World Cup and gardening 'can match'

Thurrock Gazette: The RHS has urged people not to ignore their gardens during the World Cup The RHS has urged people not to ignore their gardens during the World Cup

Gardening experts are urging people not to neglect their gardens during the World Cup and use half-time and time between matches for horticultural jobs.

The Royal Horticultural Society (RHS) has drawn up a list of jobs football fans can do while still watching all the matches they want - and some ideas for handling the tension if England face going out on penalties.

RHS chief horticultural advisor Guy Barter said: "The summer months are vital for plants to grow and develop and build up the stores of nutrients they will need to see them through the autumn and winter.

"That is why the RHS has provided a guide for football fans on how to combine a love of the beautiful game with a passion for plants, in order to ensure their gardens receive the love and attention they need as both the temperature and football passions increase."

There are lots of jobs that only take a few minutes, and can be done in half time, he said, including doing some dead-heading, picking fruit or veg such as a bowl of strawberries or watering pot plants in the house or patio.

Mowing the lawn can be a good way to vent energy during the tournament, the experts said.

To get the lawn that World Cup pitch green, using a sprinkler once a week and watering for enough time for half an inch to collect in a jam jar placed on the lawn, provides the optimum amount to wet roots sufficiently without wasting water, the RHS said.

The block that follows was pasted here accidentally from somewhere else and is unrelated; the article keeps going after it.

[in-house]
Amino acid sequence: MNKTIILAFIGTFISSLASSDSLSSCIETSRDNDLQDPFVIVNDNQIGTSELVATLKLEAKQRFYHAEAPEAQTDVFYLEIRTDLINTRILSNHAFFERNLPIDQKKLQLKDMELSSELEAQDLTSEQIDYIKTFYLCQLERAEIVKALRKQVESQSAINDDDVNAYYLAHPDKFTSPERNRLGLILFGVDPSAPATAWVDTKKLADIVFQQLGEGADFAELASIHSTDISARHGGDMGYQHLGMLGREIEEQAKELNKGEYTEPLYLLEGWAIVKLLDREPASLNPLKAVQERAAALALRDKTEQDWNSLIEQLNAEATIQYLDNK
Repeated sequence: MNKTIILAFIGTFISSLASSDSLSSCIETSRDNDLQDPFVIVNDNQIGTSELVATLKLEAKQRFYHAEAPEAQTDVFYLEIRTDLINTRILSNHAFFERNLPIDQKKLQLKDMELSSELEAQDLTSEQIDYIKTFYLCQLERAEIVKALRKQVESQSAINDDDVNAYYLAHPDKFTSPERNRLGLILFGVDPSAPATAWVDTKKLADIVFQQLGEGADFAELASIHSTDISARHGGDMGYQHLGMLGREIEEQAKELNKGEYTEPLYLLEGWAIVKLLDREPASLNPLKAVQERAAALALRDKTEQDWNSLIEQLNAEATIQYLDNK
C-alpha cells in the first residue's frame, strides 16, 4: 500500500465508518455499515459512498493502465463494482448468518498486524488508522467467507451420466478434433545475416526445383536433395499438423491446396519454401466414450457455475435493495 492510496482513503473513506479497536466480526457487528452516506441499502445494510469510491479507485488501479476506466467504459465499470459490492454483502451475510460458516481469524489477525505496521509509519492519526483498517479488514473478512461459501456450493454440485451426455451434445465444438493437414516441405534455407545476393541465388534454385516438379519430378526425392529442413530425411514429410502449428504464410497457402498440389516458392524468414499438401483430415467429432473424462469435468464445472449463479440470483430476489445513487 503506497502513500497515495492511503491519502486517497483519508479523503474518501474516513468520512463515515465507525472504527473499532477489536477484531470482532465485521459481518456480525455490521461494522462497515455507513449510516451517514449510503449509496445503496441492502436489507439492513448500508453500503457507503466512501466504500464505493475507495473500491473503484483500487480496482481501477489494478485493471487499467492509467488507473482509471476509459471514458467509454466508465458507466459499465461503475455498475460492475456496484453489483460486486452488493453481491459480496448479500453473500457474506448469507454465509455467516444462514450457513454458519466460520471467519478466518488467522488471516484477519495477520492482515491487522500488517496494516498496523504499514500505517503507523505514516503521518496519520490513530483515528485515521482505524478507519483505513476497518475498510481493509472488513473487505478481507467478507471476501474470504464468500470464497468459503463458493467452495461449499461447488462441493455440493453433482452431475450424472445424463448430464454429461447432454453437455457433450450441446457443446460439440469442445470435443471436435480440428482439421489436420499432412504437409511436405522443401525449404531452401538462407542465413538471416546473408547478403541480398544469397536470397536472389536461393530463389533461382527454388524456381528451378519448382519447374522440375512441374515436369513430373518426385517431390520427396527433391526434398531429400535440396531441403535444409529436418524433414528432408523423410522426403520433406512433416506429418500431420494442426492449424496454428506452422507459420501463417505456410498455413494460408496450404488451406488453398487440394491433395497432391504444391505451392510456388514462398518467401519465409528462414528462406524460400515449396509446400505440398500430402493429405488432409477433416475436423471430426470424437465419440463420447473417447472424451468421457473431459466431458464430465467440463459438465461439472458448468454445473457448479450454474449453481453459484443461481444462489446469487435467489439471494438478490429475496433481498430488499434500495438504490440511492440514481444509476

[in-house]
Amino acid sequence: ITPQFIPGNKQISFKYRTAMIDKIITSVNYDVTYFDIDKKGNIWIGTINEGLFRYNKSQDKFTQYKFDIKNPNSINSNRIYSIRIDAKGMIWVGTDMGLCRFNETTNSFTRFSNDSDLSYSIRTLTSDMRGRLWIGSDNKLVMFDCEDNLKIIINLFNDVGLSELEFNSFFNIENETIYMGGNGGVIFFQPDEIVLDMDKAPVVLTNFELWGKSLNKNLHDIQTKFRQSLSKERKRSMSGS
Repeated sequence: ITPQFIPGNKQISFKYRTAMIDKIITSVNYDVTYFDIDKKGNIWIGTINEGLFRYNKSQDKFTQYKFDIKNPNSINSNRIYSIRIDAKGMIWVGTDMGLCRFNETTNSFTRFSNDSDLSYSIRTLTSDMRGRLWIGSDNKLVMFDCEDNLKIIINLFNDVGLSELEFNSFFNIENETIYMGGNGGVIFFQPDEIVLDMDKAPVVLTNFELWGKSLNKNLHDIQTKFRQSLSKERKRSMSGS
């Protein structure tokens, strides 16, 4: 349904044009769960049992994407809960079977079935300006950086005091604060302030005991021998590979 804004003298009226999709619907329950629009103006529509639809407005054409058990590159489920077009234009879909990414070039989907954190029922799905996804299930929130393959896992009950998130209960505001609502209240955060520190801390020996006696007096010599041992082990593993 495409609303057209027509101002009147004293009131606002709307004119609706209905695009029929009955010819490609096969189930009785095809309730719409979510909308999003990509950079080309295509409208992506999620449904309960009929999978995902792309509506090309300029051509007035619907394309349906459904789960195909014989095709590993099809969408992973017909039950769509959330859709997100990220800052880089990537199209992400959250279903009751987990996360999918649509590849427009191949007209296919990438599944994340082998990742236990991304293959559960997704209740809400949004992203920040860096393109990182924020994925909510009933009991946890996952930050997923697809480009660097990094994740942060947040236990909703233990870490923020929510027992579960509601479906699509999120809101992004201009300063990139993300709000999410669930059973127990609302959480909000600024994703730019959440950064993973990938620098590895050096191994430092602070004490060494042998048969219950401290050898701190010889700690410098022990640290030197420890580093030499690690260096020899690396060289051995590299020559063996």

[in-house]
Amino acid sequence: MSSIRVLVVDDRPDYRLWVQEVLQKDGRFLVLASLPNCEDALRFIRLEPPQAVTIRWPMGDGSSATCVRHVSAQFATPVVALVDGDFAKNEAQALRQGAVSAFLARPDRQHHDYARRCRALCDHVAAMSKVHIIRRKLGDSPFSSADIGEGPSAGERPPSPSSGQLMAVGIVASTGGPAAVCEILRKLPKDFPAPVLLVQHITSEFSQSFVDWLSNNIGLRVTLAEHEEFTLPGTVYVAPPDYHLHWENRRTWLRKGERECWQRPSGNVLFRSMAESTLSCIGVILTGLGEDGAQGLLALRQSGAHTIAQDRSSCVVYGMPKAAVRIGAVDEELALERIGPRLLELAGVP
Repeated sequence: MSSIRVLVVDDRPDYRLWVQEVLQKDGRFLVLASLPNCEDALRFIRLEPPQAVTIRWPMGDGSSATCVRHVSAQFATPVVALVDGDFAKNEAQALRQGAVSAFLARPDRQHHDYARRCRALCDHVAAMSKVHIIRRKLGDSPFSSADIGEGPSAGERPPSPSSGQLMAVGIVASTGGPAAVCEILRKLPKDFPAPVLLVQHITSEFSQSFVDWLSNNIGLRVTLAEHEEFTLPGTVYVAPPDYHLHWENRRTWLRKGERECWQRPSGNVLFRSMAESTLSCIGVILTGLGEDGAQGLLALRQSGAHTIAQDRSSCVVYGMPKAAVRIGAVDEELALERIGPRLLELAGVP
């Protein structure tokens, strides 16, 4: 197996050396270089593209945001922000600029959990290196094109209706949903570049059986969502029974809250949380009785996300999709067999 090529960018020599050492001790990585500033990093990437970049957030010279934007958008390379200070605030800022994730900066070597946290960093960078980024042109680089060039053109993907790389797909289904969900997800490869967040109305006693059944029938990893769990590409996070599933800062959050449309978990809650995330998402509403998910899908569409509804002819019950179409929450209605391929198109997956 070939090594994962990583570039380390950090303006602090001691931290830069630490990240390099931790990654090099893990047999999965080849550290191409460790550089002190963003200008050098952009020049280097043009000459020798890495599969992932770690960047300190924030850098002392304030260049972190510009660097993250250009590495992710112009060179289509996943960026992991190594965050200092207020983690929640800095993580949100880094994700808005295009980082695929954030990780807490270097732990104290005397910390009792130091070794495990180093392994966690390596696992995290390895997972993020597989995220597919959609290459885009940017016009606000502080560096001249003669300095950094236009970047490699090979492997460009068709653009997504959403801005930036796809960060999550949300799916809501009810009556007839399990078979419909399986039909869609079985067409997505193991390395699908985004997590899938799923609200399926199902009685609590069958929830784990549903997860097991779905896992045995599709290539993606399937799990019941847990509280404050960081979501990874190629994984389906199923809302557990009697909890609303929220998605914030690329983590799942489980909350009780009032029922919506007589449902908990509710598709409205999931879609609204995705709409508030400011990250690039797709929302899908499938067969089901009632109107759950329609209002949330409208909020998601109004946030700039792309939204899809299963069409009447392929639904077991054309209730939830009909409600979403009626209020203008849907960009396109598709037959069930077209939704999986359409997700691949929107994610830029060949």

If a match is dull, the RHS suggests fans distract themselves with jobs such as shelling beans or topping and tailing gooseberries and if Mexican waves start - a sure sign of a dying match - start sharpening knives and secateurs ready to get gardening.

If the tension gets too much when a vital game goes to penalties, gardeners can dead-head flowers on their patio while listening out for the roar to tell them it is all over.

With many of the matches taking place in the evening or at night, as a result of the time difference between the UK and Brazil, Mr Barter said evenings were "a splendid time to be out in the garden in the summer".

Night-time jobs include picking off slugs, snails, caterpillars and adult vine weevils by torchlight as they go about their nocturnal feeds, and it is the best time to water to prevent the evaporation that occurs in the daytime heat.

Hoeing by moonlight could even reduce the growth of weeds as many seeds need daylight to prompt germination, the RHS suggested.

And for those keen gardeners who do not care about football, there is always Hampton Court Flower Show, whose final day coincides with the day of the World Cup final, the RHS said.

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